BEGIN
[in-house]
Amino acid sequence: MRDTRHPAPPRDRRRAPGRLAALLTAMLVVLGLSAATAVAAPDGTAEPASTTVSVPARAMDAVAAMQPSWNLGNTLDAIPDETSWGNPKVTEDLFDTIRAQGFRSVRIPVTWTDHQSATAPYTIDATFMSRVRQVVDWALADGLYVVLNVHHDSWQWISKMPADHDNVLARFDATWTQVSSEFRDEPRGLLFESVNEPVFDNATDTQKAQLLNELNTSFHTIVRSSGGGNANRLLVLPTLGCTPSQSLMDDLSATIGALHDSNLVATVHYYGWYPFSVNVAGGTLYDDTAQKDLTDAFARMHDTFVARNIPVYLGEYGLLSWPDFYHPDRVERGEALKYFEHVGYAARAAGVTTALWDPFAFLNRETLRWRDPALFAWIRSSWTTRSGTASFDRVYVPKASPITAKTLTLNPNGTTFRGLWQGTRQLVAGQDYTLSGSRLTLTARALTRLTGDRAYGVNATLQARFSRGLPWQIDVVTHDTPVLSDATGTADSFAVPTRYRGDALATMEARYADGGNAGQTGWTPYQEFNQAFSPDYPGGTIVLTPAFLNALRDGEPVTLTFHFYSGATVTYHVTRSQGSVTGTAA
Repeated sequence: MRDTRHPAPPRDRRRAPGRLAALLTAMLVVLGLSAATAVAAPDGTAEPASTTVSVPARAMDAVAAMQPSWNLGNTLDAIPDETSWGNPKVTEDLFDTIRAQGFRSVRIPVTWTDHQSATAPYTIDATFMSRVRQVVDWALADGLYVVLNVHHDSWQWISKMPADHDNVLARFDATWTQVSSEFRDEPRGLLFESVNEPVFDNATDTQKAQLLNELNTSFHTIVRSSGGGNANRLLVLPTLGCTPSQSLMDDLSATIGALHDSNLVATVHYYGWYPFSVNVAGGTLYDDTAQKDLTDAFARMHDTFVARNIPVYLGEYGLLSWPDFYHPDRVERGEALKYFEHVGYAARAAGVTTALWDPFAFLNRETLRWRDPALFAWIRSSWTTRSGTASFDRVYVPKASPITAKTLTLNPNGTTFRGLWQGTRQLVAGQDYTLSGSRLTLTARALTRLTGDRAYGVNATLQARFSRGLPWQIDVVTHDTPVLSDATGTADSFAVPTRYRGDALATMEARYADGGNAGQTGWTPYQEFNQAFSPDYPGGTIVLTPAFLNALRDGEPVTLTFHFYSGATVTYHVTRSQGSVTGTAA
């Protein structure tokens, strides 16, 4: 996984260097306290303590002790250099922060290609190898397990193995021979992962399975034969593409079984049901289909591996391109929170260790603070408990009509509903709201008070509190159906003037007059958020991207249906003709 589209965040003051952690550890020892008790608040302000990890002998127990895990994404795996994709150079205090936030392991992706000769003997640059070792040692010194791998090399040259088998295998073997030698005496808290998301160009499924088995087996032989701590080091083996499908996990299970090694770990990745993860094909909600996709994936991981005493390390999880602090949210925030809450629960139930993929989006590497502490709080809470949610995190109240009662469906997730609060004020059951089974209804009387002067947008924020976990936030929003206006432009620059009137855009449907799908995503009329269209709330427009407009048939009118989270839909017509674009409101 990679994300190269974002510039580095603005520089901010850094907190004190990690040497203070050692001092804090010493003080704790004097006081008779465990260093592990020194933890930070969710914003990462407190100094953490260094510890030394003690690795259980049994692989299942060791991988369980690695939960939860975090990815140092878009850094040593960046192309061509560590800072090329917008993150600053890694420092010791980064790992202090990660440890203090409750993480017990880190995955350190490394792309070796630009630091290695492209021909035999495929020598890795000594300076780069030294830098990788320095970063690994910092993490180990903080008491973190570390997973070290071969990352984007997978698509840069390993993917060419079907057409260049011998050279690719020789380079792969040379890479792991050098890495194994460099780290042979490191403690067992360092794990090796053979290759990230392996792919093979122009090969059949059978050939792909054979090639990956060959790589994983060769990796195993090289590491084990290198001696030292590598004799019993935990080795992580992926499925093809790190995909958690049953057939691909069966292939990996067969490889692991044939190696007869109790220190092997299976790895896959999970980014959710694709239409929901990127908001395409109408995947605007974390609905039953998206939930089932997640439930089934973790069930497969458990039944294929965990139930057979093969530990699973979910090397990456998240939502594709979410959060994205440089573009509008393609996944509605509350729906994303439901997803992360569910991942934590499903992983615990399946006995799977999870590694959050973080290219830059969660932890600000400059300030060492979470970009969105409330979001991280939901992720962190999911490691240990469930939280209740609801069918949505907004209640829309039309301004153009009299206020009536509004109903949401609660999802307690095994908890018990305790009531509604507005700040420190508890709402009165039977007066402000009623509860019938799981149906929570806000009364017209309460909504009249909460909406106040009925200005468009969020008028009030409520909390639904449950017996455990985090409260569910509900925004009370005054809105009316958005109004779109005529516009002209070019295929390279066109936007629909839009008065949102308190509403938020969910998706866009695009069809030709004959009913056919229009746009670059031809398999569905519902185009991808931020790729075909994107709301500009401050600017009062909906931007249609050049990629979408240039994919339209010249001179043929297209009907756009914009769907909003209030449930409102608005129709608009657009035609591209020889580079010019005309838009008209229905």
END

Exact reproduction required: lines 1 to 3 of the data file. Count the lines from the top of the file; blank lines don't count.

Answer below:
[in-house]
Amino acid sequence: MRDTRHPAPPRDRRRAPGRLAALLTAMLVVLGLSAATAVAAPDGTAEPASTTVSVPARAMDAVAAMQPSWNLGNTLDAIPDETSWGNPKVTEDLFDTIRAQGFRSVRIPVTWTDHQSATAPYTIDATFMSRVRQVVDWALADGLYVVLNVHHDSWQWISKMPADHDNVLARFDATWTQVSSEFRDEPRGLLFESVNEPVFDNATDTQKAQLLNELNTSFHTIVRSSGGGNANRLLVLPTLGCTPSQSLMDDLSATIGALHDSNLVATVHYYGWYPFSVNVAGGTLYDDTAQKDLTDAFARMHDTFVARNIPVYLGEYGLLSWPDFYHPDRVERGEALKYFEHVGYAARAAGVTTALWDPFAFLNRETLRWRDPALFAWIRSSWTTRSGTASFDRVYVPKASPITAKTLTLNPNGTTFRGLWQGTRQLVAGQDYTLSGSRLTLTARALTRLTGDRAYGVNATLQARFSRGLPWQIDVVTHDTPVLSDATGTADSFAVPTRYRGDALATMEARYADGGNAGQTGWTPYQEFNQAFSPDYPGGTIVLTPAFLNALRDGEPVTLTFHFYSGATVTYHVTRSQGSVTGTAA
Repeated sequence: MRDTRHPAPPRDRRRAPGRLAALLTAMLVVLGLSAATAVAAPDGTAEPASTTVSVPARAMDAVAAMQPSWNLGNTLDAIPDETSWGNPKVTEDLFDTIRAQGFRSVRIPVTWTDHQSATAPYTIDATFMSRVRQVVDWALADGLYVVLNVHHDSWQWISKMPADHDNVLARFDATWTQVSSEFRDEPRGLLFESVNEPVFDNATDTQKAQLLNELNTSFHTIVRSSGGGNANRLLVLPTLGCTPSQSLMDDLSATIGALHDSNLVATVHYYGWYPFSVNVAGGTLYDDTAQKDLTDAFARMHDTFVARNIPVYLGEYGLLSWPDFYHPDRVERGEALKYFEHVGYAARAAGVTTALWDPFAFLNRETLRWRDPALFAWIRSSWTTRSGTASFDRVYVPKASPITAKTLTLNPNGTTFRGLWQGTRQLVAGQDYTLSGSRLTLTARALTRLTGDRAYGVNATLQARFSRGLPWQIDVVTHDTPVLSDATGTADSFAVPTRYRGDALATMEARYADGGNAGQTGWTPYQEFNQAFSPDYPGGTIVLTPAFLNALRDGEPVTLTFHFYSGATVTYHVTRSQGSVTGTAA